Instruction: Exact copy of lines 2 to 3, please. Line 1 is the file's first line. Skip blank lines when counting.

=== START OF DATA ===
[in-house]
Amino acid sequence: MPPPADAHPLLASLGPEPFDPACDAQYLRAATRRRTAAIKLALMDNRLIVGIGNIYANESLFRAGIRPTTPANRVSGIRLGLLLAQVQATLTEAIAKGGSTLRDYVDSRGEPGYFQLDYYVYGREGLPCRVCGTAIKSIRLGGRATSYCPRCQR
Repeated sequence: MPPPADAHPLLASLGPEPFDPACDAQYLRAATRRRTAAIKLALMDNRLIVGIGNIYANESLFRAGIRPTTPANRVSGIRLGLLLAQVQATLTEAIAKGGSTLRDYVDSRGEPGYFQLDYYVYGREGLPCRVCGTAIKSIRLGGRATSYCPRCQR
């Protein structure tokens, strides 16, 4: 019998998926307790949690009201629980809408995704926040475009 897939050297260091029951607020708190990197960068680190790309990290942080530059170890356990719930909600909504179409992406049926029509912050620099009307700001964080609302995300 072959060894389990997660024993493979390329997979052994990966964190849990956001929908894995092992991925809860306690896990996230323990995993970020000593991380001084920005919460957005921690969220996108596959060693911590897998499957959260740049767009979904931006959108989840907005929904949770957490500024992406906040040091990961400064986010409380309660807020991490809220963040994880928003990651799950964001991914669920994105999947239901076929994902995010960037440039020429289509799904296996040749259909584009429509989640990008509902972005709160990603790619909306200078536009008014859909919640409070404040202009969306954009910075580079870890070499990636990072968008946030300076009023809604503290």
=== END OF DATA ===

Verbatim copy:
Amino acid sequence: MPPPADAHPLLASLGPEPFDPACDAQYLRAATRRRTAAIKLALMDNRLIVGIGNIYANESLFRAGIRPTTPANRVSGIRLGLLLAQVQATLTEAIAKGGSTLRDYVDSRGEPGYFQLDYYVYGREGLPCRVCGTAIKSIRLGGRATSYCPRCQR
Repeated sequence: MPPPADAHPLLASLGPEPFDPACDAQYLRAATRRRTAAIKLALMDNRLIVGIGNIYANESLFRAGIRPTTPANRVSGIRLGLLLAQVQATLTEAIAKGGSTLRDYVDSRGEPGYFQLDYYVYGREGLPCRVCGTAIKSIRLGGRATSYCPRCQR